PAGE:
The other problem I have with the Duomatic is the shifting. I have read other reviews that said after a few rides they totally got the hang of changing gears. Well I’m quite a bit more stupider than them because I’ve been riding around for weeks and there is still a considerable element of guess-work going on. There are rather distinctive clicks when you back-pedal and for a while I thought two clicks was a change. Not so. One click isn’t it either. Try three clicks? I’m not sure exactly what makes it change and I get it right first time only about 50% of the time.

Another issue with the shifting is it’ll shift gear when you don’t really expect it. Here’s a kind left-field example. I ride off a bike path onto a curved dirt path and across a little bridge. I like to skid into the turn, line up the bridge and push on. It’s not important to do it this way but cycling is about fun and this is one little fun thing I like to do. Problem is, some time in the skiddy bit I might back pedal just enough to make the gear change, and when I go to pedal off I’m in the fat gear and I stall as I try to push off.

Probably a more pertinent example is pulling up at an intersection, wanting to push off into a gap, and finding myself in the wrong gear.

The Sturmey Archer S2 Duomatic is probably the easiest, cheapest and simplest way to add an extra gear to your single speed. Its clean lines mean the bike still looks like a single speed. If you have hills in your regular commute that are starting to make the whole single speed thing look like a chore then the Duomatic is a practical alternative. I’ve been telling myself that I’ll swap out the Duomatic for my regular wheel but then I keep coming across times when I’m glad it’s there. Like the examples I gave earlier.Thankfully I have two bikes so I can choose between a single speed and a Duomatic. I think in the end I’ll go back to being single speed on both bikes. Perhaps if the two gears on the Doumatic were closer together I would keep it. If I had my regular gear and a lower gear to save my tired legs then it would be a no-brainer.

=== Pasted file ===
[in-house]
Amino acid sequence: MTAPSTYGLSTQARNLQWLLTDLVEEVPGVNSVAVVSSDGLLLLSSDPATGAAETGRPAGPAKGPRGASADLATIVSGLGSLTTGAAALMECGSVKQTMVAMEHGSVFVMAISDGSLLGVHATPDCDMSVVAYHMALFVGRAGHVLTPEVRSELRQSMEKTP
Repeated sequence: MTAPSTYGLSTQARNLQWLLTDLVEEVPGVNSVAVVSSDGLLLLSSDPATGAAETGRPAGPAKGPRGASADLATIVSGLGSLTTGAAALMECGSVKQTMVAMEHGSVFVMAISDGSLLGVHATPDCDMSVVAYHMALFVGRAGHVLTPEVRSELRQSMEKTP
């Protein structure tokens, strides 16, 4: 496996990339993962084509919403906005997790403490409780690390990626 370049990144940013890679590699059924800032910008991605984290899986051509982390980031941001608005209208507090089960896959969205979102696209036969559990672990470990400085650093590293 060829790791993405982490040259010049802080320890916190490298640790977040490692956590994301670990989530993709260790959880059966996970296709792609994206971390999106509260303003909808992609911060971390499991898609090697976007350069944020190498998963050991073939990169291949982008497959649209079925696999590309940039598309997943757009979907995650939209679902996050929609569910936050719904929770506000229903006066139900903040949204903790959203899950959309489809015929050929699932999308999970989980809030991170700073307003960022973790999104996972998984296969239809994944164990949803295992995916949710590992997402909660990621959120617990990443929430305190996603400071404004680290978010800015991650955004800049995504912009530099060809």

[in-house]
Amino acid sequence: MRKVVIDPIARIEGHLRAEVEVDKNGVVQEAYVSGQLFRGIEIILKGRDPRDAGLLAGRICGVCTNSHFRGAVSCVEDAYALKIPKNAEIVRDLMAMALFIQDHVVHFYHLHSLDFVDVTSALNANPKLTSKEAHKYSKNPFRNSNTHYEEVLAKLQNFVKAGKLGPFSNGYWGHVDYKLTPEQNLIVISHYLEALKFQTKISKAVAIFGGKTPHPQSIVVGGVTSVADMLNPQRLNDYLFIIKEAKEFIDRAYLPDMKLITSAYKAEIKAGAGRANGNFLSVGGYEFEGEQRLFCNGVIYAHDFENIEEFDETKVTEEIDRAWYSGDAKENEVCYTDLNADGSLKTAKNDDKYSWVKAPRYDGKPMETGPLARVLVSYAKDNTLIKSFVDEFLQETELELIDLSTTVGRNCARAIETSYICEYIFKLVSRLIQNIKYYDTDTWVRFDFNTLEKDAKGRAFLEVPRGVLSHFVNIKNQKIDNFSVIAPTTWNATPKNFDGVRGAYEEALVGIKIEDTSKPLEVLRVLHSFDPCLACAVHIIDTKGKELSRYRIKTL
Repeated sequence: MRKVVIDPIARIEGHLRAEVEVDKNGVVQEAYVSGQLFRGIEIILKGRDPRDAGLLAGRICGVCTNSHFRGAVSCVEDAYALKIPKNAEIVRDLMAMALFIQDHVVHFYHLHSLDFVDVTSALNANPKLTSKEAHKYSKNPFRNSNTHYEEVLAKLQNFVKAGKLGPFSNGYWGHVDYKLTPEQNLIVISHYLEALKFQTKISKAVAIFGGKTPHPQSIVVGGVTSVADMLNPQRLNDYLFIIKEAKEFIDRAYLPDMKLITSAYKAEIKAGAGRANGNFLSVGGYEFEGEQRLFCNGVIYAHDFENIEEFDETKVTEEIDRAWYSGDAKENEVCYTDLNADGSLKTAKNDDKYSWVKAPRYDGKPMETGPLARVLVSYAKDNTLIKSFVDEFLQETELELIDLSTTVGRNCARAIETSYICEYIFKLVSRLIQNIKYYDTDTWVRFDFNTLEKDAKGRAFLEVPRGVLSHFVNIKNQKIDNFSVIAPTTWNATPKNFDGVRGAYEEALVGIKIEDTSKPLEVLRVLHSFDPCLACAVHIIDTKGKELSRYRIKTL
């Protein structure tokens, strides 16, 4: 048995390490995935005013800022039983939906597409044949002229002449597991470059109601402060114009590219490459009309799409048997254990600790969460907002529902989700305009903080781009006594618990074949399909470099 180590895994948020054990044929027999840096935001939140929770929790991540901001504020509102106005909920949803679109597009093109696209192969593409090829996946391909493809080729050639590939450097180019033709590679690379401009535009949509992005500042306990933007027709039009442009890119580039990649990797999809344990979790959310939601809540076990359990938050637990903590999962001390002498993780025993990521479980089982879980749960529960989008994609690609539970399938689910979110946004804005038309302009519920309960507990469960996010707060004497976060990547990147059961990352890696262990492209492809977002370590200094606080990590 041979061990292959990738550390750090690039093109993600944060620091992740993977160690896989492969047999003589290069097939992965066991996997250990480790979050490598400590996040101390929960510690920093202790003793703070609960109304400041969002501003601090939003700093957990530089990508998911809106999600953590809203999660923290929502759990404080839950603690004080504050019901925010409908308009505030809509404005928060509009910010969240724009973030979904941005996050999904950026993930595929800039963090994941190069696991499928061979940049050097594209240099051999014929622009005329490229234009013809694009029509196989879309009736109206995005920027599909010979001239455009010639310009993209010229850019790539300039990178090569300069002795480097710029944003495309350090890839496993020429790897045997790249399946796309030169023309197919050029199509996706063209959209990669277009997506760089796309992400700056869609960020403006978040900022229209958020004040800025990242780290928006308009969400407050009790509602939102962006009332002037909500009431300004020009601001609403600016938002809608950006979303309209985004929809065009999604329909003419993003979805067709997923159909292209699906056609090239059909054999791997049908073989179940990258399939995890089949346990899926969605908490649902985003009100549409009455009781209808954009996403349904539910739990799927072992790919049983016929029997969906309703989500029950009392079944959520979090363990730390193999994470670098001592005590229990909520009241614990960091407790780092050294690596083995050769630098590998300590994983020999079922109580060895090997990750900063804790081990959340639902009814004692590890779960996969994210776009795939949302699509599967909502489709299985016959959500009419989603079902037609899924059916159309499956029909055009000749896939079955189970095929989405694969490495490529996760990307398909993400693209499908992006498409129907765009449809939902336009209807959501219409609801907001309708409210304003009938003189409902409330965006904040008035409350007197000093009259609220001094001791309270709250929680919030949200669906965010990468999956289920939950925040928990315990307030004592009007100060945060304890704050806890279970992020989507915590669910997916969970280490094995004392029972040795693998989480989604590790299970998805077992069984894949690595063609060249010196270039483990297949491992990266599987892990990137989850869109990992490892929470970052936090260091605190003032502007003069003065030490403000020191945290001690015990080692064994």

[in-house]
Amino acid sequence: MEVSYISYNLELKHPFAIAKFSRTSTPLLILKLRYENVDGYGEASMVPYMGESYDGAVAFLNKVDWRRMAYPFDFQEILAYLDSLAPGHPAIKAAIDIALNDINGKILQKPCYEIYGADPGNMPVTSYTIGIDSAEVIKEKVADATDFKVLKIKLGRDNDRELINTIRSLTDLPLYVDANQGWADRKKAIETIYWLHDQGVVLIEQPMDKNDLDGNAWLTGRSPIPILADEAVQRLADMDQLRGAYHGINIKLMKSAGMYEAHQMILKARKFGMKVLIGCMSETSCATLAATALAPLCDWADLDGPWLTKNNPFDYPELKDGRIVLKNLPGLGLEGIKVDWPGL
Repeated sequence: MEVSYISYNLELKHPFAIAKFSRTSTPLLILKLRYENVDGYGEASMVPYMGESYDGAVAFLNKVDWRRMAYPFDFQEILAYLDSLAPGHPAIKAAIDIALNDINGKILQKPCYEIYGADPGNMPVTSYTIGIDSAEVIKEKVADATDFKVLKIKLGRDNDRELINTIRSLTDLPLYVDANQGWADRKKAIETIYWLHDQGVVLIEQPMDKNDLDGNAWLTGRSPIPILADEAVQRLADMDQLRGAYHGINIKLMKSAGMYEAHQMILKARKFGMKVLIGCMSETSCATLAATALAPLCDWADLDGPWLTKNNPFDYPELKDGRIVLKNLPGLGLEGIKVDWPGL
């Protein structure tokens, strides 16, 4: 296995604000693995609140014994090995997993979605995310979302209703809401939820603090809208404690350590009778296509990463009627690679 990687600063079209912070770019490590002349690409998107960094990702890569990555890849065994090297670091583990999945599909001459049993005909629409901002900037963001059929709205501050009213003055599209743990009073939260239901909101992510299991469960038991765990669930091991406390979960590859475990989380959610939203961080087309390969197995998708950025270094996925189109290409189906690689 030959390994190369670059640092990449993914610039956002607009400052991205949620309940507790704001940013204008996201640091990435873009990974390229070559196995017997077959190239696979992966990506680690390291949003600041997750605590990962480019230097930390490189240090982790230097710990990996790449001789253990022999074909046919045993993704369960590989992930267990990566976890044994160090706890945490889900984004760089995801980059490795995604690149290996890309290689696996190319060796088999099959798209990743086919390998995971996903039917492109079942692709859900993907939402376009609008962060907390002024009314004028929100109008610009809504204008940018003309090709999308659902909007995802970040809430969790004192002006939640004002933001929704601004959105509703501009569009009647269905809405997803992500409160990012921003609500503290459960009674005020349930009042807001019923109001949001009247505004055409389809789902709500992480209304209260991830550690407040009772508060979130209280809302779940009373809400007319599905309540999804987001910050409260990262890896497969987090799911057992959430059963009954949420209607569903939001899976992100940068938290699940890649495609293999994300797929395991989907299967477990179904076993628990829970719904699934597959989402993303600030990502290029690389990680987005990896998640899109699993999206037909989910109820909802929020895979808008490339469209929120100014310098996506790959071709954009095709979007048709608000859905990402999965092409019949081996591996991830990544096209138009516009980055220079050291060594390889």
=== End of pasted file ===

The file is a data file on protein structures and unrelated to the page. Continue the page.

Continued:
I got my S2 Duomatic from Cell Bikes as part of a full wheel build. It’s a quality build for a little over $100. I’m very happy with the shiny silver rim. It looks like it’ll keep looking good for years to come. If you really need another gear on your bike then it’s a small investment and you get to keep the looks and lines of your bike, no cables or shifters and a quality wheel that’ll look at home on your current steed. Or maybe you can buy mine. I’m still not sure if I’m keeping it.

(Got this from Cell Bikes.)


  1. Anonymous

    Try putting a larger rear wheel cog on the S2. That way you will have the overdrive closer to your favorite gear setting.

  2. James Pollock

    Hi and thanks for your comment.

    Probably a good idea but the wheel is languishing in the shed now. I thought about changing the gear but with the ratio between the two gears being so far apart, adjusting one gear would only push the other further away from anywhere useful. In which case, why not go back to single speed. Which I did.


  3. Anonymous

    So, this is the way you set it up. 39 tooth front and 24 tooth back. Use a Sachs/Sram rear sprocket. SA is available only in 22 teeth, max. This gives 43 inch direct drive gear (gets u up most hills) and 60 inch overdrive (spins along thus making efficiency losses less apparent). Shifting is easier with flat bars and more upright position; I use Velo Orange porteur bars on my bike. Pedalier bien, Anon